57 UMKC L. Rev. 681 (1988-1989)
Borrowing Statutes, Statutes of Limitations and Modern Choice of Law

handle is hein.journals/umkc57 and id is 683 raw text is: BORROWING STATUTES, STATUTES
OF LIMITATIONS AND MODERN
CHOICE OF LAW
Ibrahim J. Wani*
Conflicts among statutes of limitations are fairly common and yet the issue
gets little attention in conflict of laws discourse. Courts generally deal with such
conflicts in a deceptively simple manner and conflicts scholars give them only
passing reference. Typically, statutes of limitations are characterized as procedural
rules and the forum always applies its statute of limitation irrespective of the
degree of contact between the forum and the parties or the dispute.
Although the procedural characterization is based on highly debatable ra-
tionales, it was consistent with jurisprudential notions prevalent at the time of
its origination. First, it represents a formalistic approach to legal problem solving.
The designation of the statute of limitation as procedural was all that was
necessary to resolve the apparent conflict, and there was no inquiry into the
equity of the result reached, the parties' expectations, or the other state's interests
in the outcome of the case, for example. Second, abstract symbols of character-
ization were often used. It is not apparent why a statute of limitation should be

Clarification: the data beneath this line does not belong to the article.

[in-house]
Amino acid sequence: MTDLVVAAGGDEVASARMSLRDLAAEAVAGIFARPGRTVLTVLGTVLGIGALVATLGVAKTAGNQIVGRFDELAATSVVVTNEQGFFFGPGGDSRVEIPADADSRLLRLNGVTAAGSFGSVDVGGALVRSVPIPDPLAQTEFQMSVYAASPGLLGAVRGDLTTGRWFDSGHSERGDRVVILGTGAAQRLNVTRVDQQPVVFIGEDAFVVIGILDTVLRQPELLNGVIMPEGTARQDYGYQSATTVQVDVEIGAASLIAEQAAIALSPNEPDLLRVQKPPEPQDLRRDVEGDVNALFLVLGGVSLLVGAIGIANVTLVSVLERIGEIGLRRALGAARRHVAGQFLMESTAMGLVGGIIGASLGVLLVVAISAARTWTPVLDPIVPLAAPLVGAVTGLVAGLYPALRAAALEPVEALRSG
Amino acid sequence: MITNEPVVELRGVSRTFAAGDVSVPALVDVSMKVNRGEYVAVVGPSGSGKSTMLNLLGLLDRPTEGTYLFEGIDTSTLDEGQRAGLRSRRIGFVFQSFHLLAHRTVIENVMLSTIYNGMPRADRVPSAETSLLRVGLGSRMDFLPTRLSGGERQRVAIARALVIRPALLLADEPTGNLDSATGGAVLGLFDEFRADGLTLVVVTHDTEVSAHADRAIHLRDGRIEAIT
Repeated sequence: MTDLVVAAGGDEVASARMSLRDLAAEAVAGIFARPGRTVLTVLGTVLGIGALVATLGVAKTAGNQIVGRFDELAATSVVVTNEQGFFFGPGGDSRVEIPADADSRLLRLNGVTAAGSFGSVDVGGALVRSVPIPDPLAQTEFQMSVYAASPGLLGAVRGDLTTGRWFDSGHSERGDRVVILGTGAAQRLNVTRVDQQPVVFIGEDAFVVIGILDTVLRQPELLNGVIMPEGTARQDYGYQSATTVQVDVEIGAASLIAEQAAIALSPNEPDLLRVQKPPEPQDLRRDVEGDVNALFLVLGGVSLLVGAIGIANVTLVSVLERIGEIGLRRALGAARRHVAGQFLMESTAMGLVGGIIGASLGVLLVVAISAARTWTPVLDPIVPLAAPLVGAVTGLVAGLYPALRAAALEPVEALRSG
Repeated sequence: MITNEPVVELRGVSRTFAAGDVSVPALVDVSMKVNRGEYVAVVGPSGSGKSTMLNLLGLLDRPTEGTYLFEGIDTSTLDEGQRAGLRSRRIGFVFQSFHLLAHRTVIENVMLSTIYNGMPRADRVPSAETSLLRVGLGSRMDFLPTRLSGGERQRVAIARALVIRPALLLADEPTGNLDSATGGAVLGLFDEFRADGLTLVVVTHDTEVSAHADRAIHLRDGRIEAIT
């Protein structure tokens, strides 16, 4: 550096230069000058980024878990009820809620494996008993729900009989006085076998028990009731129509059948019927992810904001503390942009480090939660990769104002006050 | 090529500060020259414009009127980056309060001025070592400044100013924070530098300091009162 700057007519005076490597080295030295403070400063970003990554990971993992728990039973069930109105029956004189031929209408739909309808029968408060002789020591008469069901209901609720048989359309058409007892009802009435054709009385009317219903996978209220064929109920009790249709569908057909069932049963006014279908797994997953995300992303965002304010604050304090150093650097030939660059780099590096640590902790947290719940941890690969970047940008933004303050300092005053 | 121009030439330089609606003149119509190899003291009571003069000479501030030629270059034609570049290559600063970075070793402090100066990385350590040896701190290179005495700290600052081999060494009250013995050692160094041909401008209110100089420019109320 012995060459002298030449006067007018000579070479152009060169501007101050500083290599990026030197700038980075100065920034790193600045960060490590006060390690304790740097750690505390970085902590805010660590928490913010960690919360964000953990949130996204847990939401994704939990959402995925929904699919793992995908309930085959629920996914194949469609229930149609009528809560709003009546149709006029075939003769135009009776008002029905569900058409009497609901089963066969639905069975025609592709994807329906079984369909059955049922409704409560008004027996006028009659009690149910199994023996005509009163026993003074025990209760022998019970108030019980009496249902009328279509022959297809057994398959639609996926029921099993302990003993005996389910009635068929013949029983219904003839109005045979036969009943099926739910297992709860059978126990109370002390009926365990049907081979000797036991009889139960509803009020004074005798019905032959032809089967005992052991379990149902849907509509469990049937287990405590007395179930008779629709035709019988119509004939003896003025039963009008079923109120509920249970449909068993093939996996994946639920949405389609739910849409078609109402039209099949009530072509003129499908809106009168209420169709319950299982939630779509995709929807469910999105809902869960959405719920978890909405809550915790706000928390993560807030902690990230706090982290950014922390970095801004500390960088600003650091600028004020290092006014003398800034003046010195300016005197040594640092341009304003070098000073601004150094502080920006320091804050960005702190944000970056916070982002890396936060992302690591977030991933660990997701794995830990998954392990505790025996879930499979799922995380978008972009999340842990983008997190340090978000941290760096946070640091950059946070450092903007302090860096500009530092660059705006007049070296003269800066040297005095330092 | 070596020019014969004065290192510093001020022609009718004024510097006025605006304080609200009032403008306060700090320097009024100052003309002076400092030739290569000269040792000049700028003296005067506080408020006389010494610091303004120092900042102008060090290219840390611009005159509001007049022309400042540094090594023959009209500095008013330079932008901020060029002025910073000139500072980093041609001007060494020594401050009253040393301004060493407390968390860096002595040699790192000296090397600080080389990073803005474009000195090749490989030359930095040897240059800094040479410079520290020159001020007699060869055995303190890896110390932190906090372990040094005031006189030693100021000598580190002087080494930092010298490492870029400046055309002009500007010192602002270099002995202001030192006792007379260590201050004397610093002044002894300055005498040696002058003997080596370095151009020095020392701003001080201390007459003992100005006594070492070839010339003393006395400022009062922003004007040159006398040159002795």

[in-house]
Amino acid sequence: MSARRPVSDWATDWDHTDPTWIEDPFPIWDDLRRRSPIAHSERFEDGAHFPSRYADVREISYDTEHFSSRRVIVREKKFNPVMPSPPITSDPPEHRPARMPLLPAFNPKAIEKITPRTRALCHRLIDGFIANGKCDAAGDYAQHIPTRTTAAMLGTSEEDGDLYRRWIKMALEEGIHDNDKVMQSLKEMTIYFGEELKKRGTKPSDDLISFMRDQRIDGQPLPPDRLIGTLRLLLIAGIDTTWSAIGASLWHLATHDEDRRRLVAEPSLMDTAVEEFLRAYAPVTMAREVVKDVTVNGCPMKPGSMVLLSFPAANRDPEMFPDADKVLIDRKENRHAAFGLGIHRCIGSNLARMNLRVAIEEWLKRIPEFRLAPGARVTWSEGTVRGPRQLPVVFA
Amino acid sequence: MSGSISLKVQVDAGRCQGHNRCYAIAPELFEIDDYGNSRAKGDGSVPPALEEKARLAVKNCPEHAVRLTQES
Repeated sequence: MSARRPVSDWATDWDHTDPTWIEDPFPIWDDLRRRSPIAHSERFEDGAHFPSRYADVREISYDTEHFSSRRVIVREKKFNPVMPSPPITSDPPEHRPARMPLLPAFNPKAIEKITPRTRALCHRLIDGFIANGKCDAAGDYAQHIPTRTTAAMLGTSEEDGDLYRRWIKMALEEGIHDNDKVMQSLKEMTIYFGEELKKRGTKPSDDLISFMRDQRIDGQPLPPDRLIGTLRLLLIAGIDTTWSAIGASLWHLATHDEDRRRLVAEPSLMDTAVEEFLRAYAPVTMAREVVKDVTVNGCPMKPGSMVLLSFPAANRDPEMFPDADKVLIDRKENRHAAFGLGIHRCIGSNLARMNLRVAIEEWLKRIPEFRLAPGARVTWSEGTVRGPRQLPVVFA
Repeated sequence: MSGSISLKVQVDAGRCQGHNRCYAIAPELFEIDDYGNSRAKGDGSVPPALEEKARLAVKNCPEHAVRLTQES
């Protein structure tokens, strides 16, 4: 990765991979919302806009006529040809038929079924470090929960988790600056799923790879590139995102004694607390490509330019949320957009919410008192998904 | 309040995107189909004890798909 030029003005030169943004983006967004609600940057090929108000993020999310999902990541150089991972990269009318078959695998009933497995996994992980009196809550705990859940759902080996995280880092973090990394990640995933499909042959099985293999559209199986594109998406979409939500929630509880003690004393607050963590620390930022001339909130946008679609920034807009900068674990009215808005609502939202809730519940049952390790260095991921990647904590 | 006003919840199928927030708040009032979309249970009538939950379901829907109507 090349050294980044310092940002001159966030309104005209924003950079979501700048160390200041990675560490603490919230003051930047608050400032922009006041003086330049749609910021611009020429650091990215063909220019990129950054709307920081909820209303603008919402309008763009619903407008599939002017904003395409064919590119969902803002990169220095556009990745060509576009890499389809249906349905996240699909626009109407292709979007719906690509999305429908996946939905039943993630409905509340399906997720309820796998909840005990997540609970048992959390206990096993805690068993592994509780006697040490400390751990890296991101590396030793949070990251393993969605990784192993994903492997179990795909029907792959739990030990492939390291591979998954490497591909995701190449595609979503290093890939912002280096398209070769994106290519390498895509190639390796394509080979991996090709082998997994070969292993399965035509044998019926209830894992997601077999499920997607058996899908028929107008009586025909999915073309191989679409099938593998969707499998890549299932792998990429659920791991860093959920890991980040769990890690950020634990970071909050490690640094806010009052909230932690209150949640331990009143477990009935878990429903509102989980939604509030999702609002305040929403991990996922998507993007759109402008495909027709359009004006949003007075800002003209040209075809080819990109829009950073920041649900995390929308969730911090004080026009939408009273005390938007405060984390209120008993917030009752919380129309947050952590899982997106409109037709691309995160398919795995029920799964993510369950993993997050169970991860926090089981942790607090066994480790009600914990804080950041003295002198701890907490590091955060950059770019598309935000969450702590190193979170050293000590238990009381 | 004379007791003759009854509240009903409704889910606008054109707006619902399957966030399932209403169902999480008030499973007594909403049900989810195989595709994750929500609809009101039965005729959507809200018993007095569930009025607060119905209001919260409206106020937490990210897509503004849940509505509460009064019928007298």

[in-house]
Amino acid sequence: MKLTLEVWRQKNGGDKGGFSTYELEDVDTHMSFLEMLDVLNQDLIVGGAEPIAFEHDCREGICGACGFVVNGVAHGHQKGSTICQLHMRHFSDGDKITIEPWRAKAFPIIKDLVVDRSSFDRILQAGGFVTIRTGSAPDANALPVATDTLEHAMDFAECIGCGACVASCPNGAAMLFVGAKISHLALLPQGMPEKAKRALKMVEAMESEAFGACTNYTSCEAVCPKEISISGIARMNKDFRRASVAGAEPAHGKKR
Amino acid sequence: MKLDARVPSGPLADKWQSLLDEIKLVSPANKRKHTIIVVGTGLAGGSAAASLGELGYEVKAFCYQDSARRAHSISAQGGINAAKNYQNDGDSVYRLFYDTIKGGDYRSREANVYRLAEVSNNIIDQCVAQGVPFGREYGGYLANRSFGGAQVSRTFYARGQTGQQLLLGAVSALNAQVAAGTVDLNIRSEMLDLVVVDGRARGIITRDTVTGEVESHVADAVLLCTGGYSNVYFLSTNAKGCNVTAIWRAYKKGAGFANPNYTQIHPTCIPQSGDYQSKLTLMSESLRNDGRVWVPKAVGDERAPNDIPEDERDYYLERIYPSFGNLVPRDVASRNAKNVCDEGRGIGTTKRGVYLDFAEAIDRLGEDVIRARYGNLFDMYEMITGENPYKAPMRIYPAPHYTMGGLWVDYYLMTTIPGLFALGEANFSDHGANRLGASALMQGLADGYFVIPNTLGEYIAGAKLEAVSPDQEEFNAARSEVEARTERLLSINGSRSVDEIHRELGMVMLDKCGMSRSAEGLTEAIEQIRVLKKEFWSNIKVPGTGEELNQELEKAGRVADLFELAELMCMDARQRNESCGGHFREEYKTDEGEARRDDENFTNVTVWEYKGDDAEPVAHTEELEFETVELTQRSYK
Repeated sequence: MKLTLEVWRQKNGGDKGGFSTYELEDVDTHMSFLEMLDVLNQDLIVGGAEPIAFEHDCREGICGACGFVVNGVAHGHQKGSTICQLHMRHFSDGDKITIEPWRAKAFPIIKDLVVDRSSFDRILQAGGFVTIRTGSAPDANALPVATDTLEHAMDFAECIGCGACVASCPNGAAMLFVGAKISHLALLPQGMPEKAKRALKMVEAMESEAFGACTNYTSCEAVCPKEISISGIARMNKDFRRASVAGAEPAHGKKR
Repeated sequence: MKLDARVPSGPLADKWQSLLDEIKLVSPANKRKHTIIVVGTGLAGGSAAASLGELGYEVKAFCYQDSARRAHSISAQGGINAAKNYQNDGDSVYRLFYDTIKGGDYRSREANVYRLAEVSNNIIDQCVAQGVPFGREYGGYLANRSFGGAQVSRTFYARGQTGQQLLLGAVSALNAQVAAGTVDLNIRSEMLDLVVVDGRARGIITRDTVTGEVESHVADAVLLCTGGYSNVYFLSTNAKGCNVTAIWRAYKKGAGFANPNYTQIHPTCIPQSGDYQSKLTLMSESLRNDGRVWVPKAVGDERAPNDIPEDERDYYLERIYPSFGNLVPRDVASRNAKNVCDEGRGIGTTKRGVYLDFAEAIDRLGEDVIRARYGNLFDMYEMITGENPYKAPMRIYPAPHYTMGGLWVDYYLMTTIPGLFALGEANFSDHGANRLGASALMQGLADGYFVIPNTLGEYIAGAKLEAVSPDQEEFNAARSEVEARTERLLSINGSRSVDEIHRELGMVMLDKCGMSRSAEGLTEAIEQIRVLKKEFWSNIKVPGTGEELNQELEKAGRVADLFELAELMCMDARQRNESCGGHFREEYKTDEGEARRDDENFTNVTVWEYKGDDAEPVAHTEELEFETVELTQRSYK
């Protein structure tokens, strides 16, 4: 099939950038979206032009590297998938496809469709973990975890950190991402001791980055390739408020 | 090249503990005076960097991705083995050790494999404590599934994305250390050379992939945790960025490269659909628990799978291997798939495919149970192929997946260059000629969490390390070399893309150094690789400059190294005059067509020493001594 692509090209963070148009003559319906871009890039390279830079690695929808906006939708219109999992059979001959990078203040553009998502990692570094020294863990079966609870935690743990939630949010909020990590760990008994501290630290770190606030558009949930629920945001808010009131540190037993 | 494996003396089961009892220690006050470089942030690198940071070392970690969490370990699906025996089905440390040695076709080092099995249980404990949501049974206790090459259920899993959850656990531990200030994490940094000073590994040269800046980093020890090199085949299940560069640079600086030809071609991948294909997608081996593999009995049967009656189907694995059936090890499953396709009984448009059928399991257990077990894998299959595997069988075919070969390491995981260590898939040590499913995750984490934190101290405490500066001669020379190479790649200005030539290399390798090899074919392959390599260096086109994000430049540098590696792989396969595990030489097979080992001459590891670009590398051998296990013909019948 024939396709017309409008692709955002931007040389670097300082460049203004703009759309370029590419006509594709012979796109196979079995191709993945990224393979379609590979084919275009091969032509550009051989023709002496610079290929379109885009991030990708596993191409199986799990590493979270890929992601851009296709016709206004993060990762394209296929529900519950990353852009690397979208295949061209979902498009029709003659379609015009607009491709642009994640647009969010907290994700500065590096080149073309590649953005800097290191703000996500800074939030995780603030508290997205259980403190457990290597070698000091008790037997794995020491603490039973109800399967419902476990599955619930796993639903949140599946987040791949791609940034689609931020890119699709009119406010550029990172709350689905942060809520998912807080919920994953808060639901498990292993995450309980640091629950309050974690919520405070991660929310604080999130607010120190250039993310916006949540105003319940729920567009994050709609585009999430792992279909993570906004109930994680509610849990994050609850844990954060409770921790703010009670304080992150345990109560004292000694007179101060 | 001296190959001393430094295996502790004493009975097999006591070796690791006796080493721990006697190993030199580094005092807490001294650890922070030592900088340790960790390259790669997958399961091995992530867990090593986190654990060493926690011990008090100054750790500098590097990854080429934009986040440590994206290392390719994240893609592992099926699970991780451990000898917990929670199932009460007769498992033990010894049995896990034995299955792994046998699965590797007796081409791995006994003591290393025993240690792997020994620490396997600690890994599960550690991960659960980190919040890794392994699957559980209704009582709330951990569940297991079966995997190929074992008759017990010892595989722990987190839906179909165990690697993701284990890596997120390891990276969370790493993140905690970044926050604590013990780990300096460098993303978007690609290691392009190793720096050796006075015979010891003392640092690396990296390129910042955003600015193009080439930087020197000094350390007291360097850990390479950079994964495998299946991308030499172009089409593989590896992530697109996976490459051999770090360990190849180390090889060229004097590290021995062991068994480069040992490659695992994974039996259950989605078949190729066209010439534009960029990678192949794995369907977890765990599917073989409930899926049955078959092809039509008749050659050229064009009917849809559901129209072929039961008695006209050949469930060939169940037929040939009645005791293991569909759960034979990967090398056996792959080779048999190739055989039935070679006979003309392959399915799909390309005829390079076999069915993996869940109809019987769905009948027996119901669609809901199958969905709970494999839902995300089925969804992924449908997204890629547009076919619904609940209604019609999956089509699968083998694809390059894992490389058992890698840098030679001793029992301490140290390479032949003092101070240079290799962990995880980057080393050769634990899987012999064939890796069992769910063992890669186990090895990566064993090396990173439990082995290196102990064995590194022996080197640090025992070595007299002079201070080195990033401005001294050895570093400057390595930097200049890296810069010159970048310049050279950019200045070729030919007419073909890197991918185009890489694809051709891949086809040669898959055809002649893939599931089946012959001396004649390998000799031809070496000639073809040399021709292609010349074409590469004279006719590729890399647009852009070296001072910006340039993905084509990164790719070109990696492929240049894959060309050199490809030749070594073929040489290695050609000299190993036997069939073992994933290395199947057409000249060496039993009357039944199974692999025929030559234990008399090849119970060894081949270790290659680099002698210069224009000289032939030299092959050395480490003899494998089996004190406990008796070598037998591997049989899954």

regarded as a procedural rule, and it is generally conceded that the characterization
lacks concrete meaning.' Third, conceptions of territorial sovereignty underlie
this approach. The forum applies its statute of limitation because, of course, it
has the power-authority to control what happens in its courts or within its
territorial boundaries.2
Traditional conflict of laws focused on disputes over substantive legal issues
while questions involving procedural rules were generally not regarded as raising
conflict of laws issues. The substance/procedure dichotomy represents a number
of popular legal ideas. In terms of styles of legal reasoning, it was conceptual
and formalistic. The first task of judicial decision making was to label or
characterize the issue-i.e., whether substantive or procedural. Characterization
was highly abstract and largely ad hoc. Once the issue is characterized, the result
or conclusion then followed in a syllogistic manner. In other words, characteri-
* Assistant Professor of Law, University of Missouri-Kansas City School of Law; LL.B.,
1975, Markerere University-Uganda; LL.M., 1981, University of Virginia. The author wishes to thank
Nancy Levit for her comments and suggestions on an earlier draft of this paper.
1. See, e.g., Sun Oil Co. v. Worfman,  - U.S.  -, 108 S.Ct. 2117, 2124 (1988); and
Guarantee Trust Co. v. York, 326 U.S. 99, 108 (1945).
2. See J. STORY, COMMINTARMS ON THE CONFLICT OF LAWS, § 18 (2nd ed. 1841). For further
discussion of the traditional approach see infra note 59 and accompanying text.

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